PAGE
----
5 Things Overly Sensitive People Want You To Know

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overly sensitive

Highly sensitive people are sometimes described as weak, thin-skinned, overly sensitive and sulky. They may be told to toughen up or get over it.

However, recent research has indicated that highly sensitive people, or HSP’s, actually have differences in the way their brain’s work. Their sensitivity is not a weakness or a choice, it’s just part of who they are. So it’s not really fair to use negative labels such as overly sensitive.

Researchers from Stony Brook University in New York and Southwest University in China used MRI scans to see what went on in the brains of HSP’s. They found that HSP subjects have greater activity in areas of the brain concerned with high-order visual processing. Even more fascinatingly, they discovered that a significant percentage of dogs, fish, and various primates also display this sensitivity trait. Dr. Elaine Aron, a psychotherapist and researcher, estimates that 15-20% of people have what she calls Sensory Processing Sensitivity. These people have nervous systems that process stimuli intensely.

Despite high sensitivity being a recognized trait, HSP’s are still criticized for being overly sensitive. Here are five things sensitive people would like others to understand.

1. I am not weak

Overly sensitive people are often labeled weak. They are also often repeatedly told to toughen up. However, though highly sensitive people feel things intensely, that doesn’t make them weak. Our society may have decided that showing emotions and feeling things deeply is wrong, but that doesn’t mean it is. Sensitive people are self-aware and empathetic and these are great skills to have.

2. I am not sulky

Highly sensitive people are also often described as sulky. People accuse them of taking offense if they go quiet or remove themselves from the situation if they are criticized. But this is not necessarily a sign of taking offense or sulkiness. It’s just that sensitive people often need time to think things through. They may be feeling hurt, but they also want to process information to see what might be true and what might not before they react.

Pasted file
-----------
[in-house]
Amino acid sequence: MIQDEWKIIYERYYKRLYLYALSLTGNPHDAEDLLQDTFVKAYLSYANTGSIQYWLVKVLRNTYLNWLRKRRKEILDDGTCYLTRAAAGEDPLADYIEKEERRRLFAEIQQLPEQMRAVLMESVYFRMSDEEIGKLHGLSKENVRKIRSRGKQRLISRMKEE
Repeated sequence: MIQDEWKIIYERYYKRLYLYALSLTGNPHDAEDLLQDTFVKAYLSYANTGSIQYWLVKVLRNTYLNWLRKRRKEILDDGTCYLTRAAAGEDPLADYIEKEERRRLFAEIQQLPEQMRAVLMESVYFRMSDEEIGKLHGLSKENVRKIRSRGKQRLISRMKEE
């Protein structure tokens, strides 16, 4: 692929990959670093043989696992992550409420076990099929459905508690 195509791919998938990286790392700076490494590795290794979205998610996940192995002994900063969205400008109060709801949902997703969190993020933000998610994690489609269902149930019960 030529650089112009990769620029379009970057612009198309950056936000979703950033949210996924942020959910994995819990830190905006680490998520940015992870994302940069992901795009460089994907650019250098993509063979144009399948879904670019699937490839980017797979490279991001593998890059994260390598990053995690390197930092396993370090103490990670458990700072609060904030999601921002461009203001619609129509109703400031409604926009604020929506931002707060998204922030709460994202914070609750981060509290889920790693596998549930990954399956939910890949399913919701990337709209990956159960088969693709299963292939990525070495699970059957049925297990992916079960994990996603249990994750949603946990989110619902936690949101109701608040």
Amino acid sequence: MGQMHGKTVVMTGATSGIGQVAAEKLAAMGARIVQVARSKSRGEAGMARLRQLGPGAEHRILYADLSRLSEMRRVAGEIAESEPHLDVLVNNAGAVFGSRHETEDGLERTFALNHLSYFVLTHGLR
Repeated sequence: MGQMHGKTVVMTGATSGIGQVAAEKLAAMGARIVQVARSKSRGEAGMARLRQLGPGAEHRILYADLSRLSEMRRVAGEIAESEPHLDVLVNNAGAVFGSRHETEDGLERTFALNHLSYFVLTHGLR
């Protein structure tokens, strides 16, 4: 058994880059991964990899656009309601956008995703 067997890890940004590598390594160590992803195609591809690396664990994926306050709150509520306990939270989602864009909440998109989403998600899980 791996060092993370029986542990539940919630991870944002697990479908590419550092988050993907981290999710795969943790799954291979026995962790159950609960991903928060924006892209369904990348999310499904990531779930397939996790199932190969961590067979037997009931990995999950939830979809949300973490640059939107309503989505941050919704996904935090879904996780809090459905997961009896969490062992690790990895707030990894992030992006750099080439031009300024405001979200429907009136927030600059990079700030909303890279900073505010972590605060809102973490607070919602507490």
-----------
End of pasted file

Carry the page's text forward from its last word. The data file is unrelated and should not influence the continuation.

3. I am not attention–seeking

Highly sensitive people sometimes are accused of attention seeking. This may be because they react quite strongly to certain things. If they get upset, or go quiet or do anything that shows a reaction, they may be accused of being dramatic. In fact, the last thing HSP’s usually want is attention. Mostly, they would rather feel things less intensely as it is often very uncomfortable. What they really need is patience as they process things. Something that might be easy for a less sensitive person to deal with could be much harder for a sensitive person.

4. I don’t hate people

Often highly sensitive people need to spend some time alone to get a break from the intense reactions they get from a variety of stimuli. This does not mean that they are shy or hate people. It has nothing to do with how sociable they are. Sometimes they just need a quiet space, with few distractions to rest their over-stimulated nervous systems.

5. I deserve respect

Highly sensitive people perceive things differently from others, but that doesn’t mean there is something wrong with them. They still deserve respect. Accusing someone of being overly sensitive or criticizing his or her sensitivity is disrespectful. We are all different, but when we try to understand each other better, with patience and love, we can all learn from those with different traits from our own.

Closing thoughts

Describing someone as overly sensitive or too sensitive implies that there is something wrong with him or her. But there isn’t anything inherently wrong with being sensitive. In fact, it can be a gift. Sensitive people are often empathetic, creative and artistic. Some have exceptional physical senses and can use these in fantastic ways, such as food critics, or perfumers. It can be helpful to the highly sensitive person to learn strategies that help them cope with their sensitivity.

However, the problems in society often begin when we expect everyone to fit into the same mold. It is often more helpful to accept ourselves and others with patience, learn to understand those who are different in some way and offer compassion rather than criticism whenever others are struggling.

Is there something you’d like others to know about your sensitive nature? Share your insights with us in the comments section below.

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Kirstie works as a writer, blogger and storyteller and lives in London with her family of people, dogs and cats. She is a lover of reading, writing, being in nature, fairy lights, candles, firesides and afternoon tea. Kirstie has trouble sitting still which is why she created www.notmeditating.com to share techniques and practices for tuning out the busy mind. She is also the author of Not Meditating: Finding Peace, Love and Happiness Without Sitting Still.




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